University Press of Florida
This is an interesting
collection of poems presented in several forms that usually cripple
any sense of fun or wonder in a poem. Wilson s voice through most
of the pieces is strong and direct about his subjects. He is at his
best when talking one on one with the reader in pieces like Legacies,
in which he remembers the death of his grandmother by fire, or in
Blood, where he ponders the meaning of a one woman's menus
while watching the blood of his wife's cycle flow down the shower
drain as he washes after sex. There is less strength to be found in
the pieces where he takes on a third person narrative, but these are
still interesting. Reminiscent of William Stafford, Wilson makes the
everyday difficulties of the world into accessible poetry and thereby
shows their universality.
THE SURGICAL THEATER
American Poetry Review Press
This is one of the best
collections of poetry I have read in a long time. It's the winner
of the American Poetry Review/ Hoickman First Book Prize, but this
should not deter people normally put off by academic prize-winners.
The collection also has an introduction by Louise Gluck (see above
disclaimer). Levin's poetical voice uses simple language to explore
the dark world of death, dying and decaying; sometimes literally,
other times metaphorically. Working outward from the most personal
thing that can be lost or threatened, the poems are divided into three
groups: Body, Home and World.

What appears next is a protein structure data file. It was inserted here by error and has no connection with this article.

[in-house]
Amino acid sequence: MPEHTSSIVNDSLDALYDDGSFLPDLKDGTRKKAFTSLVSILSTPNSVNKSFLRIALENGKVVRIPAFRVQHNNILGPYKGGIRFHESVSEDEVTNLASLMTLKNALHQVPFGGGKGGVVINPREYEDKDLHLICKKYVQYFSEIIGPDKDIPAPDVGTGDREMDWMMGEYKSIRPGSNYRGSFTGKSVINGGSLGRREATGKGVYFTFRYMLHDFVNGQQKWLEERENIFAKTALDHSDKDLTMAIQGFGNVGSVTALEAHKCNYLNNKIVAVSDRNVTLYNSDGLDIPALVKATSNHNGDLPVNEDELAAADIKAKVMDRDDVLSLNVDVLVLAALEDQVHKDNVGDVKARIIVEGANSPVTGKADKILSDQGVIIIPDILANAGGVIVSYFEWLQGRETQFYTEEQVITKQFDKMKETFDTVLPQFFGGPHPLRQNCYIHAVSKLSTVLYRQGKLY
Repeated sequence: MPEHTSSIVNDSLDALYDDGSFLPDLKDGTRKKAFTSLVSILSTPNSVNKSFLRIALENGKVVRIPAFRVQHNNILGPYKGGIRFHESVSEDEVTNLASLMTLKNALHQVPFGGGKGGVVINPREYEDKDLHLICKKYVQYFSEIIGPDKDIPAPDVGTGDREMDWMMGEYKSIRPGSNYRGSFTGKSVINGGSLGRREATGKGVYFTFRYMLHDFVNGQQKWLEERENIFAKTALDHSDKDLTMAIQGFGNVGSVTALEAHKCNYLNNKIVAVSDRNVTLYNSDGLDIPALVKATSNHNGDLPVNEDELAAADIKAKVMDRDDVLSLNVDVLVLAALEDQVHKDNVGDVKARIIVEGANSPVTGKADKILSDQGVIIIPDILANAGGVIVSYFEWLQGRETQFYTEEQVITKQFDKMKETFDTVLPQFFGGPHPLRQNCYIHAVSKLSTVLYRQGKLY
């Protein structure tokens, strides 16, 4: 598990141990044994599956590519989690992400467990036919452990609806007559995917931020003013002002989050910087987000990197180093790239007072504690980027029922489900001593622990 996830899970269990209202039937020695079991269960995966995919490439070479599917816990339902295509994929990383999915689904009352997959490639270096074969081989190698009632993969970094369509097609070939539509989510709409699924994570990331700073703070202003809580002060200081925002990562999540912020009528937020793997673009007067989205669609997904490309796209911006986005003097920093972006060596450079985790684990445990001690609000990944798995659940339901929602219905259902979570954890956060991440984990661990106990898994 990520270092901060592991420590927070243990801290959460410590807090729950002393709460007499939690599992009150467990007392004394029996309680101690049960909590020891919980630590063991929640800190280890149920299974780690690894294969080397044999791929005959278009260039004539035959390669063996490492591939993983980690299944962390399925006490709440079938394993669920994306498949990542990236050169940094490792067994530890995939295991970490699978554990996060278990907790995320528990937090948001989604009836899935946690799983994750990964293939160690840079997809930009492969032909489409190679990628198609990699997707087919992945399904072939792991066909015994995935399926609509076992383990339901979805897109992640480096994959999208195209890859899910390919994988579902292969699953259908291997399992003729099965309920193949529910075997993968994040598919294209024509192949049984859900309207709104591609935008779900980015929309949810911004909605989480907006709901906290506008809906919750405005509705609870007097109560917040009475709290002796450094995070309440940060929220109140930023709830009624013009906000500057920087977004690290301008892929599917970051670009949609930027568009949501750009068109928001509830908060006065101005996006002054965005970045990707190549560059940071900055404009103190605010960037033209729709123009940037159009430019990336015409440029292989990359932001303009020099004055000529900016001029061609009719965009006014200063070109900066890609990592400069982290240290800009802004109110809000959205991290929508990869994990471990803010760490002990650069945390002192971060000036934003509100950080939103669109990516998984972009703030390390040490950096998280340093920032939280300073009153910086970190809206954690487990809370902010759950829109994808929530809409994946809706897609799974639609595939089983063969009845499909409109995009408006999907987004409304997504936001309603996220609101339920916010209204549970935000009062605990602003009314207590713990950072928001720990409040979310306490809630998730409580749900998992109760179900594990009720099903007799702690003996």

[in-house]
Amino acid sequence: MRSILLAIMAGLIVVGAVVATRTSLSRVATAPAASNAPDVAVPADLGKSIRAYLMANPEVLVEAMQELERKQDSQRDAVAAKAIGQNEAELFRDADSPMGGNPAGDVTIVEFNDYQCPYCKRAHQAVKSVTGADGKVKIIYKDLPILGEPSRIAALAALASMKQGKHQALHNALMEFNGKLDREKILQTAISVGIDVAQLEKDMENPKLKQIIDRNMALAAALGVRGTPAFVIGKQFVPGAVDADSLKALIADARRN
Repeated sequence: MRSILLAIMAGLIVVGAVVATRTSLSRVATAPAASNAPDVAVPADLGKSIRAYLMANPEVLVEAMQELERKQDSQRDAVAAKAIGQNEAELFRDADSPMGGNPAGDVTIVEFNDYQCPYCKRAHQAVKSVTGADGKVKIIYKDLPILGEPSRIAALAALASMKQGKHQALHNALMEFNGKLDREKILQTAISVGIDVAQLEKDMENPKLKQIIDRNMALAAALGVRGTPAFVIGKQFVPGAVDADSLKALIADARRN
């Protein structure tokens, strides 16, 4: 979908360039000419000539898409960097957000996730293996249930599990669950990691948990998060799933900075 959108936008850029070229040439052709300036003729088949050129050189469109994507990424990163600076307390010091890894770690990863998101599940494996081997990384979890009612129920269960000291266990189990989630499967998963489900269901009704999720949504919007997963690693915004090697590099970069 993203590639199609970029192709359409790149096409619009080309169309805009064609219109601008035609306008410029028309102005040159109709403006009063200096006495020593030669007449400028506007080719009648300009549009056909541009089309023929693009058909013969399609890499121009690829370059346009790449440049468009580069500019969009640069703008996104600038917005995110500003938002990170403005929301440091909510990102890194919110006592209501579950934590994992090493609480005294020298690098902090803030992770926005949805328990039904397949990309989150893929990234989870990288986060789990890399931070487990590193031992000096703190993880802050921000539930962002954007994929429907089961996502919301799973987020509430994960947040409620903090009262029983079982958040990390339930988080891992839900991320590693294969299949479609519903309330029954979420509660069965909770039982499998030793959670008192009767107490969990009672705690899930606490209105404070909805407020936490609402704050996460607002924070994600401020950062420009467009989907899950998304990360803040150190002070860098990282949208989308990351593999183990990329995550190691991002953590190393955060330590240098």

The opening poem, "Lenin's Body", gives
the reader a fly on the wall feel as the dead leader is prepared for
burial, and the last of the poems, "Smoke", captures the
tenuous feeling of holding on to a national, or really any, reality
too tightly. "Where are we going, my nation, my loved one/ in
this pit of water where we'll drown come Spring/ in this poem without
instruction/ without point or moral/ where the smoke stands in for
the flame." This simple straight forward style is as refreshing
as it is startling. In the wasteland that both academics and street
poets have allowed modern poetry to become, Dana Levin, has, it seems,
offered a voice for the dispossessed.
Red Hen Press
In her collection of
poems, 'Mystery Bruise', Terry Wolverton brilliantly reconstructs
the bruises and scars that make up a life. Through her words, we see
the American landscape in dark and somber tones. It is a land that
has orphaned it's children, turned it's back on battered lovers and
ignored the sick and dying. Make no mistake. These are not survivor
poems. We don't read through this collection because it offers hope
or inspiration. You won't find that here. We read on because of the
shared experiences, the lost loves and the shared suffering. We read
on because we can't help but feel for these broken children, the squandered
love and the dead friends. We read on because Wolverton isn't afraid
to look her demons in the eye. We read on because she tells the truth.
In 'The Dead Stepfather" Wolverton speaks of
the death of her estranged stepfather. She says: 'If there had been
a funeral, incense/would have smelled like gunpowder, gasoline,/and
gin, pews crowded with barflys, aging/soldiers, used care salesmen,
ghosts of children/clutching red balloons. We would have sung "The
One Rose," in lugubrious chorus, then/shared a stiff drink all
around.' By the end, we realize that this isn't just a man she is
speaking of. Not just some arbitrary monster, it is part of her. It
is the uncaring and unforgiving world around her. It is us, because
none of us escapes unscarred and this is why we read on.
RAIN AT MIDNIGHT